A cow can jump over the moon is logically possible, but empirically unlikely (as unlikely as the sun not rising tomorrow). Such an occurence is logically possible; however, our empirical knowledge tells us such an occurence will probably not take place.

That we are brains in a vat is logically possible, and it seems that we are brains in a vat is just as empirically possible as the status quo (that we are not brains in a vat).

Quote:
If you accept that it is possible that we are brains in a vat, you have to at the same time accept that it is possible our mind is seperate from our body.[/quote[

Careful not to confuse the concepts of "mind" and "brain" as they are different even if you think mind is a faculty of the brain.

This thought experiment is similar to Descartes' deceiver - the demon that ensures all of Descartes senses are illusory - because both this TE and Descartes' TE call into question our notions of reality.
 
de Silentio
 
Reply Sat 1 Mar, 2008 01:54 pm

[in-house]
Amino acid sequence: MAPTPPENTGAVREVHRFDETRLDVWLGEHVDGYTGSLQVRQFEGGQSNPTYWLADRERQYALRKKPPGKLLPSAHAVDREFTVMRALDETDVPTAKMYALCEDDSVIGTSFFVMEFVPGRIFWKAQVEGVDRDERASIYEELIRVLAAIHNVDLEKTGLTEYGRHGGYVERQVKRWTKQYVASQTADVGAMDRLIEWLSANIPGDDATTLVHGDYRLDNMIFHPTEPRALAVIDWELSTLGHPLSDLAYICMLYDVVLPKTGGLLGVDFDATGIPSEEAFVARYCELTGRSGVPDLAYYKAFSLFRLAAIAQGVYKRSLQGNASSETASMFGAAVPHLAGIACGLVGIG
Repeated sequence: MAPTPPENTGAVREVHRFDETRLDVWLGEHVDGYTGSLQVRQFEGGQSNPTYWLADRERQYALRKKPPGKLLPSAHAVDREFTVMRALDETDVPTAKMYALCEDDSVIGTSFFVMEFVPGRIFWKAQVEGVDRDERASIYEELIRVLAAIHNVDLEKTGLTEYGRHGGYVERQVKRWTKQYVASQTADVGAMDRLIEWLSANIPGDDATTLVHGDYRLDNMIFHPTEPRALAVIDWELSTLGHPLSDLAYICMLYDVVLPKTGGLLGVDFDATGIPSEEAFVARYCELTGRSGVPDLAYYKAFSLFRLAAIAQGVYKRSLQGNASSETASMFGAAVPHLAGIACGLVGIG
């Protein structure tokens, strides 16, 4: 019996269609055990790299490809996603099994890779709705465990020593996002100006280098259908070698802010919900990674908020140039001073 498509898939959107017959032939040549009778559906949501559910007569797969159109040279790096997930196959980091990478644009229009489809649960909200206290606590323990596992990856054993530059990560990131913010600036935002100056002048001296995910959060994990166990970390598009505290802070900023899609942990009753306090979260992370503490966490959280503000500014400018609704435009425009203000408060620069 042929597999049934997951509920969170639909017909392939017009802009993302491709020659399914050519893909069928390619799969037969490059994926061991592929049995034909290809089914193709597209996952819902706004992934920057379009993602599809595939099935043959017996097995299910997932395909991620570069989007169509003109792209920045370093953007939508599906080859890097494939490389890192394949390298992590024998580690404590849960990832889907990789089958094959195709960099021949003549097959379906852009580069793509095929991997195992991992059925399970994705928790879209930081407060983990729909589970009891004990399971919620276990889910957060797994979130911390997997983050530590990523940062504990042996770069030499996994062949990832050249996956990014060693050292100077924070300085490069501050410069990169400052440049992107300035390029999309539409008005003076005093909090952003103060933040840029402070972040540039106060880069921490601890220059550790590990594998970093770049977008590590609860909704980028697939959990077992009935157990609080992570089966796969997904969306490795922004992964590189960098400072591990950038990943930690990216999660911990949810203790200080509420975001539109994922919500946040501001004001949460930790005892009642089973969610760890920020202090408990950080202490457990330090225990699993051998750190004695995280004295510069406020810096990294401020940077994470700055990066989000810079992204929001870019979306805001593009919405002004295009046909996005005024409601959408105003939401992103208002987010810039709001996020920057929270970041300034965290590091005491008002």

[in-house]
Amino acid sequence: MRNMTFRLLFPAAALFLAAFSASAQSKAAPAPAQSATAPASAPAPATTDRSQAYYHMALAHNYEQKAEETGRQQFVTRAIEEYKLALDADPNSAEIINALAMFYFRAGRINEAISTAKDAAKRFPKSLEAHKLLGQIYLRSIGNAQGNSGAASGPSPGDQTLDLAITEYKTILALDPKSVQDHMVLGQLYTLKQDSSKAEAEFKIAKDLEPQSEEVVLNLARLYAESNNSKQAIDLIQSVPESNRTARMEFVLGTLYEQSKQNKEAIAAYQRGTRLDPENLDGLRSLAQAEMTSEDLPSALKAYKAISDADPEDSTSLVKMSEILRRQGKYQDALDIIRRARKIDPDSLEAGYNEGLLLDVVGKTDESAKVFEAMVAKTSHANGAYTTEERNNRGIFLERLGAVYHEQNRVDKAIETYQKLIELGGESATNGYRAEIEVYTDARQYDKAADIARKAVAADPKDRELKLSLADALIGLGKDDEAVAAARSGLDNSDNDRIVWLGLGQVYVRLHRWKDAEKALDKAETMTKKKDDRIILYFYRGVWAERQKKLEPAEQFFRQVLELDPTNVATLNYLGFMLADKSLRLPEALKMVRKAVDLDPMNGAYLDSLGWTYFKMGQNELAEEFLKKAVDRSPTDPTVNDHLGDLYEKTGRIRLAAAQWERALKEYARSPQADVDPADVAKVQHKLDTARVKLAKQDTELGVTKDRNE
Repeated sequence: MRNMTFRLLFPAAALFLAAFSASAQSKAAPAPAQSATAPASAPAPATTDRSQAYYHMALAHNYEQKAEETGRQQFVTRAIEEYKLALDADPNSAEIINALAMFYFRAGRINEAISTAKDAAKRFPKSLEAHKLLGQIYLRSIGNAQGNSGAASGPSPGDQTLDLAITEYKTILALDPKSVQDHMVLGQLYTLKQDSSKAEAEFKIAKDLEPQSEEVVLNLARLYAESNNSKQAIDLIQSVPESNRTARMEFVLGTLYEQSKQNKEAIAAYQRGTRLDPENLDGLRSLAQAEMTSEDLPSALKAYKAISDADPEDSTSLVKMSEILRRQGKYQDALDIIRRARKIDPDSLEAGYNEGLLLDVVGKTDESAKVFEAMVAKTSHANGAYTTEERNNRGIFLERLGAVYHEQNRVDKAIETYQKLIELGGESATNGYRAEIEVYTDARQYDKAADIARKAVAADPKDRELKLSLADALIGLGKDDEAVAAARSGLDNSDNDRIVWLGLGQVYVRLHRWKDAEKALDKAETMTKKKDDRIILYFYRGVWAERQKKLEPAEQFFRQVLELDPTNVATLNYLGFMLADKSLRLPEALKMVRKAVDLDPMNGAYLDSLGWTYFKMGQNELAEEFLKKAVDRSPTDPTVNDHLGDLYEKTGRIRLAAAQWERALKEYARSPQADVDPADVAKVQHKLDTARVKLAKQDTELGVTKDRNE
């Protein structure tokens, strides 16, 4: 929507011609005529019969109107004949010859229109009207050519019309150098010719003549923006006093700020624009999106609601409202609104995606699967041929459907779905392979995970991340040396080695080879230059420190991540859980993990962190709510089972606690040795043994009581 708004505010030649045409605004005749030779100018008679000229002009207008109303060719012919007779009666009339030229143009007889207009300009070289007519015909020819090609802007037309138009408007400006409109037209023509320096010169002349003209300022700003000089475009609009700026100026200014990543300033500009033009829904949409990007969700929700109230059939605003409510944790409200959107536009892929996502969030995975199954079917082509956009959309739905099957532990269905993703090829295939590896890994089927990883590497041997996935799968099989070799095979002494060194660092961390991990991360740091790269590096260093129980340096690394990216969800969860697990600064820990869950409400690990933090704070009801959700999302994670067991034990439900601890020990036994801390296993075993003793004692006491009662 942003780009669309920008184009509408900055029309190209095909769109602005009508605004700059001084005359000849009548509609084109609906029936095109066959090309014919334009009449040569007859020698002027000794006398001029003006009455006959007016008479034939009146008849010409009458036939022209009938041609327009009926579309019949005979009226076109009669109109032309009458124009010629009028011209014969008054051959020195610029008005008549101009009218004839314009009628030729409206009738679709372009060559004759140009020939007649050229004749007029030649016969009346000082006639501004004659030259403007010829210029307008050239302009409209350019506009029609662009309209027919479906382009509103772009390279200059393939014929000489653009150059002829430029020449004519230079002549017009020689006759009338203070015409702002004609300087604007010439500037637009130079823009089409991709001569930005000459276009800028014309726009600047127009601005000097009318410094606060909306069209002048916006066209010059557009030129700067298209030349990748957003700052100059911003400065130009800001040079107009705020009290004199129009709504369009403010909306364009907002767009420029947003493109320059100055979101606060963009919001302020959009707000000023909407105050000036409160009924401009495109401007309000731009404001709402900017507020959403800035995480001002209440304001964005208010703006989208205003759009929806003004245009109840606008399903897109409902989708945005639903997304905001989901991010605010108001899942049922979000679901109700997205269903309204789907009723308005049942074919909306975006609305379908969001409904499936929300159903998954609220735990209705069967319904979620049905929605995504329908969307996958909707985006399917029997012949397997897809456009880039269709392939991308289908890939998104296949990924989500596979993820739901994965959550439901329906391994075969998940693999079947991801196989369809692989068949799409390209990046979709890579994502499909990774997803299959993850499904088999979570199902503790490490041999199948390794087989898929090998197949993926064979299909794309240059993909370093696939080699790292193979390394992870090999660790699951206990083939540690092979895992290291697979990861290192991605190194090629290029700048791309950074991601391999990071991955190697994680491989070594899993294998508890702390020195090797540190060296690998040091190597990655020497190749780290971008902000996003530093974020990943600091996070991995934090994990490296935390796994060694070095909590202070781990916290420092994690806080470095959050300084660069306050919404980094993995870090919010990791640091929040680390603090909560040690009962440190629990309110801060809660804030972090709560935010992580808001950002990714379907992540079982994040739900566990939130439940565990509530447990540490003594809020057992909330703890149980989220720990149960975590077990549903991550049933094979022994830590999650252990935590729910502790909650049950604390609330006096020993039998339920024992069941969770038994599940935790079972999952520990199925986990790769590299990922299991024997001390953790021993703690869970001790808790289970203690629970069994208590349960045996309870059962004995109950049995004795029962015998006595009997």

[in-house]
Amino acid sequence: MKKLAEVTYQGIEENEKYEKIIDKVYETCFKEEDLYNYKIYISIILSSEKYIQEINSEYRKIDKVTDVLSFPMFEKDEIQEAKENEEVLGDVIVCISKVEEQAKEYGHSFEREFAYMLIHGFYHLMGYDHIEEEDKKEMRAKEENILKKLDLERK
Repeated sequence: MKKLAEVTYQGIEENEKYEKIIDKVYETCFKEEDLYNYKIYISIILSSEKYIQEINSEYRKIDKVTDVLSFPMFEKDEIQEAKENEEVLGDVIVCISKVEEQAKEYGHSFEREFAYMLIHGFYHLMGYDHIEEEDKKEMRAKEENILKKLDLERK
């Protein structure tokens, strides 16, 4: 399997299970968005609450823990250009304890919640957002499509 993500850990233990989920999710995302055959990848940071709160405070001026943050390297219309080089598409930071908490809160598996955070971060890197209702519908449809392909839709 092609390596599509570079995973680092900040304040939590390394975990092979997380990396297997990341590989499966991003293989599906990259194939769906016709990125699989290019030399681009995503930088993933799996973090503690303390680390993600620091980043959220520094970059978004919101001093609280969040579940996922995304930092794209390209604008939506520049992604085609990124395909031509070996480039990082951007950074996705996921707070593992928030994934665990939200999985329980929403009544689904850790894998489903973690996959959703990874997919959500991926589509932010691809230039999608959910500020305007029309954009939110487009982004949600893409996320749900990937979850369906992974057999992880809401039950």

@Pythagorean,
Quote:
Then what can we know if we do not even know if we are and reality is as they appear, or if we are brains in a vat and reality as we know it is illusion?


I can empircally validate that I am sitting in front of this computer typing to right now, that I can know. Thus it has factual meaning. (either I actually am, or I am not)

I can not empirically validate that I am not a brain in a vat or that I am a brain in a vat. Thus either of the statements cannot have factual meaning. (either I am or am not is not a question, because I can never even possibly know one way or the other)

Since the statement has no meaning, it has no implications for describing the reality that I experience. It does not matter if I cannot know that I am or am not a brain in a vat, it has no determining factor on my boundries of knowledge. Therefore, I can still have knowledge of many things.

----

It would seem to me that if my brain being in a vat is a possibility, then my knowledge is even more limited than if I know that I am not.

So I will ask your question to you: If it is possible that we are brains in vats, then what can we know?

Quote:
A cow can jump over the moon is logically possible


Can you please provide the logic for me.

Quote:
Careful not to confuse the concepts of "mind" and "brain" as they are different even if you think mind is a faculty of the brain.


If I am a brain in a vat, and my experience of my hand right now is not my hand, but an illusion, then my mind is seperate from my body (the body I am experiencing and have always experienced). Correct?
 
kennethamy
 
Reply Sat 1 Mar, 2008 02:44 pm
@Didymos Thomas,
Didymos Thomas wrote:
The BIV possiblity is not merely a matter of being logically possible.